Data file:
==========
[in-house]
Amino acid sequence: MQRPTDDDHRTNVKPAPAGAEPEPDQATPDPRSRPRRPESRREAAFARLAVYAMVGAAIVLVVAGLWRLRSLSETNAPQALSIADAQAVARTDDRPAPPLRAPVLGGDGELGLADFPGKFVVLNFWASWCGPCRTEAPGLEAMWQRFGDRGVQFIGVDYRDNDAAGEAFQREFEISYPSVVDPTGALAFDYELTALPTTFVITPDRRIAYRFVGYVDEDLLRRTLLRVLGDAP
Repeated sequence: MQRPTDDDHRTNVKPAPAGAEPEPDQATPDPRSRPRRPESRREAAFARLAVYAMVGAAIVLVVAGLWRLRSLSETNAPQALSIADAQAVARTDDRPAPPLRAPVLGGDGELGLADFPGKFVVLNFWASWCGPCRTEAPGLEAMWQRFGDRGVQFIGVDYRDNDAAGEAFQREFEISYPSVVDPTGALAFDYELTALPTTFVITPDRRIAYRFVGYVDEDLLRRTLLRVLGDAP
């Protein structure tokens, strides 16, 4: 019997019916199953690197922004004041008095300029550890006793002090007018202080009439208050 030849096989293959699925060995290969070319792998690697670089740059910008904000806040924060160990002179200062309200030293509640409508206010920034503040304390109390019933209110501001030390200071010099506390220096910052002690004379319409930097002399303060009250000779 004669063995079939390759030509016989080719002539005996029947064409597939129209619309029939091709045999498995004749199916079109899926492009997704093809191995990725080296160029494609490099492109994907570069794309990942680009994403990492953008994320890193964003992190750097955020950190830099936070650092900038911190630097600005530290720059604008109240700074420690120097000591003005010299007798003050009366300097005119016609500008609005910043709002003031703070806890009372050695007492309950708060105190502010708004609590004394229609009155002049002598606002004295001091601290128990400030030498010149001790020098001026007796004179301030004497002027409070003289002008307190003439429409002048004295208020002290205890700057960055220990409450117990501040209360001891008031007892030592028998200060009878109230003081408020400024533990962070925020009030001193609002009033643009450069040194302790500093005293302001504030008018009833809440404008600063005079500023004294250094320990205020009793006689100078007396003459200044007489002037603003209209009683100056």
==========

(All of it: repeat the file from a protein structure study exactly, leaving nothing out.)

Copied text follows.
[in-house]
Amino acid sequence: MQRPTDDDHRTNVKPAPAGAEPEPDQATPDPRSRPRRPESRREAAFARLAVYAMVGAAIVLVVAGLWRLRSLSETNAPQALSIADAQAVARTDDRPAPPLRAPVLGGDGELGLADFPGKFVVLNFWASWCGPCRTEAPGLEAMWQRFGDRGVQFIGVDYRDNDAAGEAFQREFEISYPSVVDPTGALAFDYELTALPTTFVITPDRRIAYRFVGYVDEDLLRRTLLRVLGDAP
Repeated sequence: MQRPTDDDHRTNVKPAPAGAEPEPDQATPDPRSRPRRPESRREAAFARLAVYAMVGAAIVLVVAGLWRLRSLSETNAPQALSIADAQAVARTDDRPAPPLRAPVLGGDGELGLADFPGKFVVLNFWASWCGPCRTEAPGLEAMWQRFGDRGVQFIGVDYRDNDAAGEAFQREFEISYPSVVDPTGALAFDYELTALPTTFVITPDRRIAYRFVGYVDEDLLRRTLLRVLGDAP
């Protein structure tokens, strides 16, 4: 019997019916199953690197922004004041008095300029550890006793002090007018202080009439208050 030849096989293959699925060995290969070319792998690697670089740059910008904000806040924060160990002179200062309200030293509640409508206010920034503040304390109390019933209110501001030390200071010099506390220096910052002690004379319409930097002399303060009250000779 004669063995079939390759030509016989080719002539005996029947064409597939129209619309029939091709045999498995004749199916079109899926492009997704093809191995990725080296160029494609490099492109994907570069794309990942680009994403990492953008994320890193964003992190750097955020950190830099936070650092900038911190630097600005530290720059604008109240700074420690120097000591003005010299007798003050009366300097005119016609500008609005910043709002003031703070806890009372050695007492309950708060105190502010708004609590004394229609009155002049002598606002004295001091601290128990400030030498010149001790020098001026007796004179301030004497002027409070003289002008307190003439429409002048004295208020002290205890700057960055220990409450117990501040209360001891008031007892030592028998200060009878109230003081408020400024533990962070925020009030001193609002009033643009450069040194302790500093005293302001504030008018009833809440404008600063005079500023004294250094320990205020009793006689100078007396003459200044007489002037603003209209009683100056």